arab countries may jump ship, knowing a nuclear iran will protect them.

obviously the usual bullies, israel and america don't want anyone standing up to them.

saying that, the only two nations that stand in the way of a complete american world domination are iran and n.korea.

posted on Feb, 4 2012 @ 02:25 AM
Check this news bit out.
This bit caught my eye.

At the same time, his directive to the Guards ordered a speedy completion of the Iranian nuclear bomb program in which Guards’ missiles can be armed with nuclear warheads. Khamenei believes once that’s achieved, Iran can test a nuclear bomb, letting the world know that Iran has joined the nuclear-armed club and that any confrontation will result in destruction of much of the Western world.

I hope this is made up propaganda. But a guy who beleives in total death to Israel and the USA. A nuclear Iran under this leadership sounds scary.
edit on 18/01/11 by aarys because: (no reason given)

posted on Feb, 4 2012 @ 04:18 AM
reply to post by seabag

You do realize that there is military sanctions against Iran? That's why Iran is producing its own domestic military technology, including domestic drones, domestic defence systems, domestic navy...

How did you connect that to nuclear weapons?

posted on Feb, 4 2012 @ 04:49 AM
This makes me think of an interesting prophecy in the bible. I'll keep my opinions to myself, but I am very curious what else was said instead of just the out of context information. I'm keeping my eye on this one

posted on Feb, 4 2012 @ 06:11 AM

Originally posted by seabag

"Such sanctions will benefit us. They will make us more self-reliant ... We would not achieve military progress if sanctions were not imposed on Iran's military sector ... More imposed pressures mean more self-reliance for Iran. Sanctions are beneficial also because it makes us more determined not to change our nuclear course ... Iran will not change its nuclear course because of sanctions...,"he added.

Sanctions against Iran's military sector??? That sounded to me like he’s admitting Iran’s nuclear program is for military purposes. What country’s military runs its nuclear program for public energy production??

I’m wondering when some of you “smart” people sticking to your guns on Iran will finally connect the dots??

edit on 3-2-2012 by seabag because: (no reason given)

Well I think some of us "smart" people think you are connecting some dots that are simply not there. The US has had economic, trade, scientific and military sanctions against Iran for a long time. The only mention of Iran's Military according to your own quote is said in relation to sanctions. The only mention made about Iran's nuclear ambitions is also said in relation to how sanctions will not work. At no point in the quote does he say anything about the Military running the nuclear program.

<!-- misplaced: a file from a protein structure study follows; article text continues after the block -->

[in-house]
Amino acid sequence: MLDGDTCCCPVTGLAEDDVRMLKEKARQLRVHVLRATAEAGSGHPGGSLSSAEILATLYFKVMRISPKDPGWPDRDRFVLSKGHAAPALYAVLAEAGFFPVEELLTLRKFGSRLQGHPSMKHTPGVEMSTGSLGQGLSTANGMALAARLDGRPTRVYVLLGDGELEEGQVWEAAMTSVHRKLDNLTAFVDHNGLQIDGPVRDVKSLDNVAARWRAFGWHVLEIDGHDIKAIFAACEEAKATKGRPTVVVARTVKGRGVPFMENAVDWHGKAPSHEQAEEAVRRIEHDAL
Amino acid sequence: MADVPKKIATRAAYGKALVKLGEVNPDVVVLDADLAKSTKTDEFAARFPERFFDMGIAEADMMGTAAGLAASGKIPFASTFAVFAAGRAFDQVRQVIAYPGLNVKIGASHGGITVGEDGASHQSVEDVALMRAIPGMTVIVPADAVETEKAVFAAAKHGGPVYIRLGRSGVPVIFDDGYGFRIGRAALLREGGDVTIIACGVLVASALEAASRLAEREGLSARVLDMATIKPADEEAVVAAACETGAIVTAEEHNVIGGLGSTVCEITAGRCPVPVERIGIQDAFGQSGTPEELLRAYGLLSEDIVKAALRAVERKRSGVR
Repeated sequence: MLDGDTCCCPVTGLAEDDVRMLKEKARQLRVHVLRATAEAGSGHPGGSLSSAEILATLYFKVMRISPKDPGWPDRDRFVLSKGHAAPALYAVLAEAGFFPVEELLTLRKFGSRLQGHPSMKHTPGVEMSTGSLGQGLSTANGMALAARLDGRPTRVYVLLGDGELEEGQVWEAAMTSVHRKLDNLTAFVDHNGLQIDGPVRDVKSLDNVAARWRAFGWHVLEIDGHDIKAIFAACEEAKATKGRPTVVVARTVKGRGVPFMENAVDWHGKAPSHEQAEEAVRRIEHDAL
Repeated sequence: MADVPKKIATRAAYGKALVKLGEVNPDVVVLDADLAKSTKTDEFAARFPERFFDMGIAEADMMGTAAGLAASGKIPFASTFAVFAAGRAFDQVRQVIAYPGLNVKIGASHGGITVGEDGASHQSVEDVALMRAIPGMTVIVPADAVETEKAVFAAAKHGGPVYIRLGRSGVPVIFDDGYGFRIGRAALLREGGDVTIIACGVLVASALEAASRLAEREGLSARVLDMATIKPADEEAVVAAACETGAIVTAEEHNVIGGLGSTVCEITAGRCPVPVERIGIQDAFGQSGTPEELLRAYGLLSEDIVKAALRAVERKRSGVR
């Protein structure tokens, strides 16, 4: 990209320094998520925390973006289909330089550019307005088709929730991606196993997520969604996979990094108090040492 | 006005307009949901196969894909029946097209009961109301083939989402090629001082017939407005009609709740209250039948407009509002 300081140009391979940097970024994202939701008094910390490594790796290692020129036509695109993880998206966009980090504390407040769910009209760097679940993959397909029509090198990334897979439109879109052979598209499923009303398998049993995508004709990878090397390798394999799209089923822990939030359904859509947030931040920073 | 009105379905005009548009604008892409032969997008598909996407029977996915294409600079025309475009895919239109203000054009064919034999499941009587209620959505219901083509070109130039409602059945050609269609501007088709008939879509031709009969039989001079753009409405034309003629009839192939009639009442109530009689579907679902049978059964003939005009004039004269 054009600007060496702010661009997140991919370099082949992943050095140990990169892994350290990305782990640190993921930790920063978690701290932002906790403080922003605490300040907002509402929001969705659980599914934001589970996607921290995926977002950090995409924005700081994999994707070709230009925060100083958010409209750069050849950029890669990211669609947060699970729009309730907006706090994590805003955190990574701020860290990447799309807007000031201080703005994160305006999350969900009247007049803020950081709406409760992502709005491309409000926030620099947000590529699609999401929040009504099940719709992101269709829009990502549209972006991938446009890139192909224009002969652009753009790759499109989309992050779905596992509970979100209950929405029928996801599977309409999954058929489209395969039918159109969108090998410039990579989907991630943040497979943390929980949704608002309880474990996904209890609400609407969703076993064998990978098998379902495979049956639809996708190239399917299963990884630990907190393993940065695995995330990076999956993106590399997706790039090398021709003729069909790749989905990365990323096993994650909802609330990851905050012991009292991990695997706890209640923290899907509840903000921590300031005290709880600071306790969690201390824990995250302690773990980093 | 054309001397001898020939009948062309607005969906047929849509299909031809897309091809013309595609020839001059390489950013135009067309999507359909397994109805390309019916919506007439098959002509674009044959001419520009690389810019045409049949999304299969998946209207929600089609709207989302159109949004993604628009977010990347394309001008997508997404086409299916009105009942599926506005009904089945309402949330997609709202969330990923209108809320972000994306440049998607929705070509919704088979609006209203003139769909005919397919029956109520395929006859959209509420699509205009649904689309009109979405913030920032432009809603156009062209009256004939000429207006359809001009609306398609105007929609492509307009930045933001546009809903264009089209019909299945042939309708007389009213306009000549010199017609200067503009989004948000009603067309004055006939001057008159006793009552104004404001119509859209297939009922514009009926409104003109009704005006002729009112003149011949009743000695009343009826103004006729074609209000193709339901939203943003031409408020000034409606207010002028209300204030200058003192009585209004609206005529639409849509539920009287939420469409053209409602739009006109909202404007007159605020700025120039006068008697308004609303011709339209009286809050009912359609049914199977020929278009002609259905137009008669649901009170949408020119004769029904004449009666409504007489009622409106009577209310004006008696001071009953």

Now maybe you also failed to notice, but look carefully at your quote or any of the quoted text in the Link you provided. Do you see the "......." between statements? Do you know what that symbolizes? It is known as an ellipsis. It is what you use when you want to omit some words. So what this tells us is that there are words from the quotes that are being intentionally omitted. That is journalism 101 and this is a fact. If Iran is so bad and they are openly admitting to using their nuclear program for the purpose of weapons, why omit any words at all? Show all his words and let him hang himself, and I have no doubt that is exactly what the media would do. However that is not happening here. Instead, we have different sentences with words omitted between each sentence.

posted on Feb, 4 2012 @ 07:40 AM
reply to post by MrWendal

Sanctions on Iran have affected other alternative energy sources over the years. But you won't hear about in the MSM as you can imagine.

Components used in the likes of wind and solar power have been prohibited and Iran has had to go the course of domestic production. As they have with military hardware.

As nuclear power is clearly the top renewable 'clean' energy source it will always trump the others. It is more efficient and cost affective. If you extrapolate the logic behind this it makes sense that diversifying from fossil fuels will inevitably lead to the development of nuclear energy.

posted on Feb, 4 2012 @ 07:40 AM
No cause for concern when leaders make statements like these, right?

Elsewhere in his statements, Ayatollah Khamenei described the present century as the century of Islam and said that the Egyptian uprising has influenced the youth and intellectuals of Washington, London, Madrid, Rome and Athens.

He stressed: “This is the century of Islam and the era of the people and in the future, it will influence the destiny of the entire humanity.”

Ayatollah Khamenei stressed: “Whenever we are involved, we explicitly declare it. We were involved in the anti-Israel events, which resulted in victories in the 33-day and 22-day wars. And from now on, wherever a nation or a group fights and confronts the Zionist regime, we will support and help it, and we are not at all afraid of saying this.”